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ToxFAQs™ for Iodine
This fact sheet answers the most frequently asked health questions about iodine. For more information, you may call the ATSDR Information Center at 1-888-422-8737. This fact sheet is one in a series of summaries about hazardous substances and their health effects. It is important you understand this information because this substance may harm you. The effects of exposure to any hazardous substance depend on the dose, the duration, how you are exposed, personal traits and habits, and whether other chemicals are present.
Iodine is a naturally occurring element that is required for good health. Exposure to high levels of stable or radioactive iodine can cause damage to the thyroid. This chemical has been found in at least 9 of the 1,636 National Priorities List sites identified by the Environmental Protection Agency (EPA).
What is iodine?
Iodine is a naturally occurring element found in sea water and in certain rocks and sediments. There are non radioactive and radioactive forms of iodine.
Iodine is used as a disinfectant for cleaning surfaces and storage containers and is used in skin soaps and bandages, and for purifying water. Iodine is also added to some table salt to ensure that all people in the United States have enough iodine in their diet.
Most radioactive iodine is manmade. It is used in medical tests and to treat certain diseases. Most radioactive forms of iodine change very quickly (seconds to days) to stable elements that are not radioactive. However, 129I (read as iodine 129) changes very slowly (over millions of years).
What happens to iodine when it enters the environment?
The primary source of nonradioactive iodine is the ocean. It enters the air from sea spray or as iodine gas. Once in the air, iodine can combine with water or with particles in air and can enter the soil and surface water, or land on vegetation when these particles fall to the ground or when it rains. Iodine can remain in soil for a long time. It can also be taken up by some plants that grow in the soil, but plants are considered a poor source of dietary iodine.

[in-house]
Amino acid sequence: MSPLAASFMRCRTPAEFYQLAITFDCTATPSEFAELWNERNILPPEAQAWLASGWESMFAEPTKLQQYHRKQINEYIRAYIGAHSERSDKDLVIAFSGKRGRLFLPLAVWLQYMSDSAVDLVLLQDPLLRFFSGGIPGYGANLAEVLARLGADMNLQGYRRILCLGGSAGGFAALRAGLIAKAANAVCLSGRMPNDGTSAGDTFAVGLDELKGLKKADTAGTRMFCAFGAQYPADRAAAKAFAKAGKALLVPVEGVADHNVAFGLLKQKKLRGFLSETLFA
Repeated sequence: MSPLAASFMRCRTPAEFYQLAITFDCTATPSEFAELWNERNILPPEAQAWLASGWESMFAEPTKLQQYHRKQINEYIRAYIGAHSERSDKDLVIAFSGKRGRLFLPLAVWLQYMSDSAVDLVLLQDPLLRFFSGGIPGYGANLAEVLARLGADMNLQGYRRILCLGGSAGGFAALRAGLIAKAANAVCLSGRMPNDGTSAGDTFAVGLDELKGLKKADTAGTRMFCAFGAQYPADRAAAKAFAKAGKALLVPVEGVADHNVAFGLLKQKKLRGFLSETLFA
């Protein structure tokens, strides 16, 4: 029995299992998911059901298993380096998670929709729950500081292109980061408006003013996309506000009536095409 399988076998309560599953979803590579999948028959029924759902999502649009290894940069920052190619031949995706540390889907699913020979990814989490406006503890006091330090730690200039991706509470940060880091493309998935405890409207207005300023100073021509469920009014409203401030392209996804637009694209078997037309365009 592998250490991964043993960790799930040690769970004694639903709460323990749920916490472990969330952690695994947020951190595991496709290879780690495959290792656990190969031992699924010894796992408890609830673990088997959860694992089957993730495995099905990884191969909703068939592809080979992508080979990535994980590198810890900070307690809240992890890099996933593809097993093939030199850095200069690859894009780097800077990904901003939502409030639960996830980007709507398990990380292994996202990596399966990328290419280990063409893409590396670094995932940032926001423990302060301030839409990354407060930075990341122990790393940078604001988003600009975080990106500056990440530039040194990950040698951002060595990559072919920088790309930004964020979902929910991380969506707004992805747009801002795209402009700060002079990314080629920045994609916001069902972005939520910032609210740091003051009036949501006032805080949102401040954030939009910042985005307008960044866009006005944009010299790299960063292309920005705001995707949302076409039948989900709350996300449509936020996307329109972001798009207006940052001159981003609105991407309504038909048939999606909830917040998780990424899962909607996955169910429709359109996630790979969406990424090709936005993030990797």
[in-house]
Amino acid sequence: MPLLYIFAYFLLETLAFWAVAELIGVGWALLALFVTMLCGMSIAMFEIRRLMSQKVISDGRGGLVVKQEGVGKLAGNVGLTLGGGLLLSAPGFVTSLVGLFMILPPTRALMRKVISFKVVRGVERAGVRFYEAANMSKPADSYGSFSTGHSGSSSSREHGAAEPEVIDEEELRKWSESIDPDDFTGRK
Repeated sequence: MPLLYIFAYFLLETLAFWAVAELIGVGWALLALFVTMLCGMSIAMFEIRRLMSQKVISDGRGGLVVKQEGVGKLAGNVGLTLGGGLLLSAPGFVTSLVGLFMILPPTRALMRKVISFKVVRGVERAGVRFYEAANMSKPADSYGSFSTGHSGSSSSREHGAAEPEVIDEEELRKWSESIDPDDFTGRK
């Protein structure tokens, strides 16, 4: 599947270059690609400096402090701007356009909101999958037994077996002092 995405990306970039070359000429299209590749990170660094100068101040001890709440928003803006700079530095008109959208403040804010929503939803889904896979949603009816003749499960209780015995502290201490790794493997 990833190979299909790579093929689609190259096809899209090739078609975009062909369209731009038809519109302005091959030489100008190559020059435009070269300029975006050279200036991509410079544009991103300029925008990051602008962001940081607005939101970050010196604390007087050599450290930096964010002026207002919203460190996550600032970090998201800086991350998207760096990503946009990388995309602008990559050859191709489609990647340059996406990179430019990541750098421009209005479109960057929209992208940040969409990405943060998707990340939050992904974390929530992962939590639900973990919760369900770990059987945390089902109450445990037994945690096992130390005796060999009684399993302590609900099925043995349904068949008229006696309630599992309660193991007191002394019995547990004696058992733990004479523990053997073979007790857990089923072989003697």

Small amounts of radioactive iodine are produced from the operation of nuclear power plants, which can release minor amounts to air and water. Large amounts have been released during rare power plant accidents. Iodine is also released from atomic bomb explosions. Very large amounts are made in nuclear power plants for medical use. Once given to the patient, most iodine decays in the body. The rest is exhaled or excreted in the urine and decays naturally in the environment.
How might I be exposed to iodine?
- The general population is exposed to low levels of iodine in air, some food, and some beverages. Food (iodized salt, salt water, bread, and dairy products) is the largest source of exposure to iodine.
- The general population is rarely exposed to radioactive iodine, unless they undergo certain medical tests or are given it for the treatment of thyroid disease.
- People who work at facilities using radioactive iodine may be exposed to higher than normal levels.
How can iodine affect my health?
Iodine has both beneficial and harmful effects on human health. Iodine is needed by your thyroid gland to produce thyroid hormones. However, exposure to unnecessarily high levels of nonradioactive and radioactive iodine can damage the thyroid. Damage to the thyroid gland can result in effects in other parts of your body, such as your skin, lung, and reproductive organs.
Radioactive iodine can be used by doctors to check your thyroid for medical problems, and to cure thyroid cancer.
How likely is iodine to cause cancer?
Some human studies have found an increased risk of thyroid cancer in certain populations, particularly populations with iodine deficient diets receiving iodine supplements. Other human studies have not found an association between exposure to high levels of iodine and cancer risk. Exposure to high levels of radioactive iodine may also increase the risk of thyroid cancer. However, the evidence is inconclusive for exposures in the United States.
How does iodine affect children?